Speaking of rookies, it’s going to be harder for anyone the Bears draft to contribute right away this fall. Not impossible — but harder. Talent always shines through, but the Bears don’t go on the clock until pick No. 43. The super-talented top 10 picks like Ohio State's Chase Young and Jeff Okudah, will be fine. But it'll take great scouting and even greater coaching for the Bears' two second-round picks to yield impact guys this year. 

As King wrote: "The best scouts in the NFL will be the MVPs of the draft this year."

But while there will be a draft in April, let's just hope there will be a season starting in the fall.

The Match: Peyton Manning uses new Bears QB Nick Foles to troll Tom Brady

The Match: Peyton Manning uses new Bears QB Nick Foles to troll Tom Brady

America got a taste of live sports on Sunday via The Match, a charity golf outing pitting Tiger Woods and Peyton Manning against Phil Mickelson and Tom Brady. The competition raised $10 million for coronavirus relief.

It also offered Manning the chance to take a friendly jab at Brady, long his competitor on the gridiron, using new Bears quarterback Nick Foles.

In a mid-match interview, Manning noted how it's difficult to get to Brady's head on the field. The former Colts and Broncos quarterback then named two potential caddies he could have brought to disrupt Brady's focus: his brother, Eli Manning, and Foles.

"Do you bring Eli? Could do that," Manning said. "Do you bring Nick Foles? Maybe."

"Cheap shot," Brady said in response, grinning.

The Philadelphia Eagles beat Brady and the New England Patriots in Super Bowl LII two years ago, with Foles, a backup turned starter, leading the charge. Based on Brady's comment, Manning may have struck a nerve with the six-time Super Bowl champion.

Foles got in on the fun on Twitter:

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2020 Bears Schedule: Will Gardner Minshew mania grip Jacksonville again?

2020 Bears Schedule: Will Gardner Minshew mania grip Jacksonville again?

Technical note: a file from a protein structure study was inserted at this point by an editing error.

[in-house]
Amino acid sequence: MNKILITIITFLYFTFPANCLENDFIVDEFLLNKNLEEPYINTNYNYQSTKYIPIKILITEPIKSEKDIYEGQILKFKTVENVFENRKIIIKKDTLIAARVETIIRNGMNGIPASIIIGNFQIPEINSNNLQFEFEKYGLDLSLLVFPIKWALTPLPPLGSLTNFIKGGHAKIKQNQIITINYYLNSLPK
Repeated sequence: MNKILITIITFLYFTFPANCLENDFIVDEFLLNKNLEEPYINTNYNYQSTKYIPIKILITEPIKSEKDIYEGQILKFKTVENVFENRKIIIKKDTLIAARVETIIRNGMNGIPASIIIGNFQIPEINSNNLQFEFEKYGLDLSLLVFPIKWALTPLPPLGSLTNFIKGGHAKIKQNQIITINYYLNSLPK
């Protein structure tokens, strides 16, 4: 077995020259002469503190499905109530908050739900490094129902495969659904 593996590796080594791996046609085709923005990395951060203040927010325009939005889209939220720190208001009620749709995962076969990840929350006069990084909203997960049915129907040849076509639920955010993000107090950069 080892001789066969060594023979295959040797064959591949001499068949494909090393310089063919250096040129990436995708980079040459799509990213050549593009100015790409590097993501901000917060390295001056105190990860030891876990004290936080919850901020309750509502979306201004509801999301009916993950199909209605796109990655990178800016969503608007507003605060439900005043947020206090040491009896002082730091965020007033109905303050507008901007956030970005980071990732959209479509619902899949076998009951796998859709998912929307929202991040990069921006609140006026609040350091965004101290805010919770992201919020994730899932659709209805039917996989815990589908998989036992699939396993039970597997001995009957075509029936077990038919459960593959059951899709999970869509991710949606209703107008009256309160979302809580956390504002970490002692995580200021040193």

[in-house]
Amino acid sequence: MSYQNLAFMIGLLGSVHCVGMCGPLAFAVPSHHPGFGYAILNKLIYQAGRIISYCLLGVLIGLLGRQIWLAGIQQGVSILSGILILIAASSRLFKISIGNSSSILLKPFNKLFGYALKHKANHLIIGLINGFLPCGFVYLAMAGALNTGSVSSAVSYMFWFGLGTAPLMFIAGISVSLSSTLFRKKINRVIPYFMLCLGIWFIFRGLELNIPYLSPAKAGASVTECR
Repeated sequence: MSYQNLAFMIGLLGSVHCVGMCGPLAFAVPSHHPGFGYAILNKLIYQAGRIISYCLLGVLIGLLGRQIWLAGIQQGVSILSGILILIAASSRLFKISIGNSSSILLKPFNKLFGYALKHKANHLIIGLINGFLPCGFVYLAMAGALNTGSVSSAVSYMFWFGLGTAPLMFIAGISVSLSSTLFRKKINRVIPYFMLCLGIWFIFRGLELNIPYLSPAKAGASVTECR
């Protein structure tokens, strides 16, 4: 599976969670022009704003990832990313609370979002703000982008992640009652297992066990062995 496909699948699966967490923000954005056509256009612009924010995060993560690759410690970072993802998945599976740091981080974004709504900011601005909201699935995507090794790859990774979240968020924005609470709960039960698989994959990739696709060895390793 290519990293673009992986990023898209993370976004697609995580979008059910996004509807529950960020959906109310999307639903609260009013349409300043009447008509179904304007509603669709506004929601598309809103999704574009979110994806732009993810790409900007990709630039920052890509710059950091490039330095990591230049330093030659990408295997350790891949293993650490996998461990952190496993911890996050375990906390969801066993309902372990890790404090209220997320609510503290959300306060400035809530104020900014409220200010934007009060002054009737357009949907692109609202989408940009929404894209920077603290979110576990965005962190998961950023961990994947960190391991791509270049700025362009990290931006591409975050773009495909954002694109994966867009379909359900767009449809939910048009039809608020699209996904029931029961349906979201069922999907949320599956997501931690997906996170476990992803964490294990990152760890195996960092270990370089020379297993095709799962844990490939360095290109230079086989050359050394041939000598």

The game

The Bears will make a late-season visit to Jacksonville on Dec. 27. The last time the Bears faced the Jaguars, Jacksonville prevailed 17-16 on Oct. 16, 2016, thanks to a late TD pass from Blake Bortles to former Fighting Illini wide receiver Arrelious Benn. Rest assured, there will be some extra motivation on the sideline this time around, as former Jaguars Nick Foles and Allen Robinson face their ex-teammates.

Player to watch

The Bears will be facing the man who replaced Foles as Jaguars starting QB last season, Gardner Minshew. In 14 games, he threw for nearly 3,300 yards with 21 TD and 6 INT, but Jacksonville ranked just 26th in the league in total scoring and limped to a 6-10 record. Entering his first full season as the unquestioned starter, Minshew will have DJ Chark as a top target after the wideout exploded onto the scene last season.

RELATED: Bears 2020 schedule: Game-by-game predictions

Additions and subtractions

One defensive standout to keep an eye on is Yannick Ngakoue, Jacksonville’s best pass-rusher who had the franchise tag placed on him but has repeatedly demanded a trade. Whether or not a trade partner is found will be the biggest issue facing the team as they head toward training camp, whenever that may be. Jacksonville also added talented but injury-plagued tight end Tyler Eifert in free agency.

Key storyline

Since their tough loss in the 2018 AFC Championship game to the Patriots, the Jaguars have torn their roster to shreds as they move into the next era of their franchise. Standout players sent packing over the last year or so include Calais Campbell, Jalen Ramsey, A.J. Bouye, Marcell Dareus, and of course, Nick Foles.

New GM David Caldwell is nearly done purging the roster, and that means this Jacksonville team will be playing the long game and likely setting themselves up for a top pick in next year’s draft.